Estimates of meridional overturning circulation variability in the North Atlantic from surface density flux fields
Article first published online: 30 SEP 2009
Copyright 2009 by the American Geophysical Union.
Journal of Geophysical Research: Oceans (1978–2012)
Volume 114, Issue C9, September 2009
How to Cite
2009), Estimates of meridional overturning circulation variability in the North Atlantic from surface density flux fields, J. Geophys. Res., 114, C09022, doi:10.1029/2008JC005230., , and (
- Issue published online: 30 SEP 2009
- Article first published online: 30 SEP 2009
- Manuscript Accepted: 7 JUL 2009
- Manuscript Revised: 1 JUL 2009
- Manuscript Received: 5 DEC 2008
- density flux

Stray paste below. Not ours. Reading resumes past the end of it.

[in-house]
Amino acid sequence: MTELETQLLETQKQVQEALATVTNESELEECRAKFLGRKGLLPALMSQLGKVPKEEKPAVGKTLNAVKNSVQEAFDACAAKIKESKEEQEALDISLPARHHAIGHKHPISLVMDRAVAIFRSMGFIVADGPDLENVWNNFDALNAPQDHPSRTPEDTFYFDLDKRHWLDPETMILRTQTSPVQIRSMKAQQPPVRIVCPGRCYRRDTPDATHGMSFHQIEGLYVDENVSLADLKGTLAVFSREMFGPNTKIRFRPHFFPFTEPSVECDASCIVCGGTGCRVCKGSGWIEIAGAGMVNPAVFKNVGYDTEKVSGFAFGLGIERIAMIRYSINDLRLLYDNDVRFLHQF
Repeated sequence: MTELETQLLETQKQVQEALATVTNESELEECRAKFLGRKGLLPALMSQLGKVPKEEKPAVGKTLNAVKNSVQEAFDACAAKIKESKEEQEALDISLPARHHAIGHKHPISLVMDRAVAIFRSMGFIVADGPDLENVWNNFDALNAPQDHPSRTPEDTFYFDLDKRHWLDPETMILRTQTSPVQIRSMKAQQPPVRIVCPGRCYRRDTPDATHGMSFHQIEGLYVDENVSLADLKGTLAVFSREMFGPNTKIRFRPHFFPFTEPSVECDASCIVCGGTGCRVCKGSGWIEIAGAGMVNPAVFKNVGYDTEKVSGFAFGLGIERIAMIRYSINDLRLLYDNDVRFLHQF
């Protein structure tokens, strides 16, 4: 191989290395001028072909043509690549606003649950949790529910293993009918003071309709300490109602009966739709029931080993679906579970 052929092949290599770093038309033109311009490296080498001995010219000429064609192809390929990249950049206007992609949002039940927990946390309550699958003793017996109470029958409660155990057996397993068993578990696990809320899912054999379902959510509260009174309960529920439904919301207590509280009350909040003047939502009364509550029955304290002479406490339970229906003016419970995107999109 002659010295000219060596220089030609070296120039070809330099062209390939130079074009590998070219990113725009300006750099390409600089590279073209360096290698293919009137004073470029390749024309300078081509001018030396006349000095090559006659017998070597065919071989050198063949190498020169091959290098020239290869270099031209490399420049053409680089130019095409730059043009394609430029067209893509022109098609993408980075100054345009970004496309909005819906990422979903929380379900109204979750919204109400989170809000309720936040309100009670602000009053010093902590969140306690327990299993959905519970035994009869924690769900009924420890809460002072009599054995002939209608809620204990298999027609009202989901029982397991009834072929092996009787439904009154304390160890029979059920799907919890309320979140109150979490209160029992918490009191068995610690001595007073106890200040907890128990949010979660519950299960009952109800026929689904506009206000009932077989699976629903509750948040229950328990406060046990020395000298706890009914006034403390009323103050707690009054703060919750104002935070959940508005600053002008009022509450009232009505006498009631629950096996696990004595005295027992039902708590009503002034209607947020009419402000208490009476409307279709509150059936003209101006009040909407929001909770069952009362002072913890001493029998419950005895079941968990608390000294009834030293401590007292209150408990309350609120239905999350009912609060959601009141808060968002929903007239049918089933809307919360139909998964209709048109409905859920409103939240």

A method developed recently by Grist et al. (2009) is used to obtain estimates of variability in the strength of the meridional overturning circulation (MOC) at various latitudes in the North Atlantic. The method employs water mass transformation theory to determine the surface buoyancy forced overturning circulation (SFOC) using surface density flux fields from both the Hadley Centre Coupled Model version 3 (HadCM3) and National Centers for Environmental Prediction (NCEP)/National Center for Atmospheric Research (NCAR) reanalysis observational data set. The previous application of the method was at 48°N using 100 years of model output, and here we show from a longer 400 year data set that it can be extended to provide useful estimates of the MOC variability in the range 35–65°N. The method relies on averaging of the SFOC over an interval prior to that at which the MOC estimate is required. The length of this interval increases as the latitude decreases from about 6 years at 65°N to 15 years at 36°N. Values for the correlation coefficient between the HadCM3 SFOC and MOC time series of 0.60, 0.64, and 0.39 are obtained at 60°N, 48°N, and 36°N. Thus, the SFOC approach may provide valuable complementary information about MOC variability in the middle-high-latitude North Atlantic to that determined from the Rapid array at 26°N but it becomes less useful as latitude decreases. The method is then applied using the NCEP/NCAR reanalysis to estimate MOC variability in the middle-high-latitude North Atlantic for the past 50 years.